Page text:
Coventry University students review cold cases of missing and murdered women in effort to help German police make a breakthrough

Larissa Tchuda Correia

Coventry University student Larissa Tchuda Correia taking part in one of her Biological and Forensic Science BSc degree activities

University news

Wednesday 26 July 2023

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Coventry University students are waiting to hear if their investigation helps German police make a breakthrough in the cold cases of several missing women from the past 50 years.

Third-year students Madara Ozola and Larissa Tchuda Correia and second-year student Faye Cotter joined more than 100 other students from across the globe, police academies and law enforcement agencies in Europe and Australia to participate in the fifth International Cold Case Analysis Project (ICCAP).

During ICCAP the three students used analytical skills developed on their BSc in Biological and Forensic Science to help review 10 cold cases.

The students worked on the cases of six missing young women and one homicide from between 1977 and 1986. They reviewed the files and looked for contradictions in witness statements.

The cases were compared with other missing persons from the wider region as well as with several homicides of young women who were also considered missing before they were found in 1981 and 1982.

The students also analysed two cases of elderly women who were murdered while traveling on their bicycles in the same region on the same day of different years and the murder of a widowed pensioner in 2004, whose body was found several months after the crime.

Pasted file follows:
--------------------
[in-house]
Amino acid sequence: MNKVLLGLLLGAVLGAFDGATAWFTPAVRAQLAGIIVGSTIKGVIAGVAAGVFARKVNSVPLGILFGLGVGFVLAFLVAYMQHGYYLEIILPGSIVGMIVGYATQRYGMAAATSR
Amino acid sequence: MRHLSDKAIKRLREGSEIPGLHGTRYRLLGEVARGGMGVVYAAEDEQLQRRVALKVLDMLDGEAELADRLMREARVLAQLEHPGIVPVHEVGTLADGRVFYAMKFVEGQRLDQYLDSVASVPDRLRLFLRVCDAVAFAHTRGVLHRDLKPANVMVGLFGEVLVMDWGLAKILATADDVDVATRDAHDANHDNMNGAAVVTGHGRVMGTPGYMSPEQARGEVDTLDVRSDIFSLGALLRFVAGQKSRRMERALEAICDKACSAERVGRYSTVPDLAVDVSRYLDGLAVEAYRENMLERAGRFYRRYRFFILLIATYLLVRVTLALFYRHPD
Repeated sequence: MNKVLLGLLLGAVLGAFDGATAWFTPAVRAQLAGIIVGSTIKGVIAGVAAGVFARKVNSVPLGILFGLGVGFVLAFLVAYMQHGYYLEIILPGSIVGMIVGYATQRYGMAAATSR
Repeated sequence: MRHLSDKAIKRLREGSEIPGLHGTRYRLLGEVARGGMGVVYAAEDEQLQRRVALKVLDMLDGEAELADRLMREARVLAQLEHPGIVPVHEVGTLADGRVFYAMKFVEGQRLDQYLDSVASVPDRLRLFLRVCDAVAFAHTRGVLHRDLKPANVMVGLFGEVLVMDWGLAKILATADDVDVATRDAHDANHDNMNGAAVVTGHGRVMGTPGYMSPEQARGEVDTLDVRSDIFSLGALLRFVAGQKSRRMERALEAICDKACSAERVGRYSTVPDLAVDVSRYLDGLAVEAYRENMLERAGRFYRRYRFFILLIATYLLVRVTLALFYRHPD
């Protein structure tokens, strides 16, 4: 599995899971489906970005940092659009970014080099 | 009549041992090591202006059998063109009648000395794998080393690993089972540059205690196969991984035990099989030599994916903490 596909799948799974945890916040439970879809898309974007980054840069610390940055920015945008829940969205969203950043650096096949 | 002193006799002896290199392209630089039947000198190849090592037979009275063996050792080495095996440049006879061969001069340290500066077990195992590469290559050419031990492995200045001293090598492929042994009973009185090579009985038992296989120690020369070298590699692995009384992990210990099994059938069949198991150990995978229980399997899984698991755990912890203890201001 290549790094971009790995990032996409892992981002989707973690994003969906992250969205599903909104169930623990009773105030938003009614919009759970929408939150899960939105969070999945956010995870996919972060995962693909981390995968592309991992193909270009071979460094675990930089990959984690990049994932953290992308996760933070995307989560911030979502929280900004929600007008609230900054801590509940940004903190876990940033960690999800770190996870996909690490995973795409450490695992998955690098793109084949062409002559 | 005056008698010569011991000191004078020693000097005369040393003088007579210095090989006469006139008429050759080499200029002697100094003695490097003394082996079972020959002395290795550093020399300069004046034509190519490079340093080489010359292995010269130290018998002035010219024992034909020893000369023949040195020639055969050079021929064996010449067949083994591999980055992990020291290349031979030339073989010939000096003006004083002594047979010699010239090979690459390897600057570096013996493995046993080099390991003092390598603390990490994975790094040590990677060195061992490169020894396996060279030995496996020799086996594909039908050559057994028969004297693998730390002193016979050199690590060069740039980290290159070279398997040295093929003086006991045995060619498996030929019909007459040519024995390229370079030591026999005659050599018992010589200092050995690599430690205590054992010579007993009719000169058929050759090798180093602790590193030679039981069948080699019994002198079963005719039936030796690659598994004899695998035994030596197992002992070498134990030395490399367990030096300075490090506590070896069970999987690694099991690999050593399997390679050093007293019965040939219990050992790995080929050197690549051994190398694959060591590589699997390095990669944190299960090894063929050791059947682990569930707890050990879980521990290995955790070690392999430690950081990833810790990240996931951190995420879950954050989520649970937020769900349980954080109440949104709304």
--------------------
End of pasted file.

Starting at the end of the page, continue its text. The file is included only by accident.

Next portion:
The Coventry University students presented their findings to investigators and international experts and are now waiting to hear if their work has led to any new leads.

“We were able to look at digitalised copies of all the original files, in both German and English, as well as crime scene and autopsy photos, reports and evidence logs.

“We had one case where the body had been discovered but it remains unsolved. After we analysed the evidence logs for all the trace samples collected and tested, many of the samples were either inconclusive or had no results due to testing capabilities in the 1970s and 1980s. There have since been huge advances in the testing of blood and fibres for DNA, so we put forward a recommendation that testing should be carried out again to see if we can learn anything new from them.

“Today, people also undertake DNA testing to look at their ancestry and genealogy and in the cases of the missing young women, we put forward a recommendation to cross-check their DNA profiles against these databases in the hope of finding a familial match. If there are unknown DNA profiles, we could potentially find matches that generate new leads.”

Faye Cotter, Biological and Forensic Science BSc student at Coventry University

The Coventry students are part of the Locate network and completed the organisation’s training programme prior to joining ICCAP.

Due to their impressive work the trio have been invited to take part in the sixth ICCAP project, which has just started.

Working on ICCAP helped us see the reality of the roles we want to go into when we graduate and helped us develop our practical skills by working with real evidence, police statements and witness statements.

Science and forensic methodology have evolved since these cases were first opened and a key part of our role was to review the evidence objectively.

It was very methodical work that our course has prepared us for; planning, group work, organisation, working with people in different time zones, a lot of translating and reading.

The cases are not easy, they left an impact, and we really felt the responsibility of how the work impacts on other people’s lives and the feelings of the families involved.

Hopefully we are potentially helping someone find closure.

Larissa Tchuda Correia, Biological and Forensic Science BSc student at Coventry University

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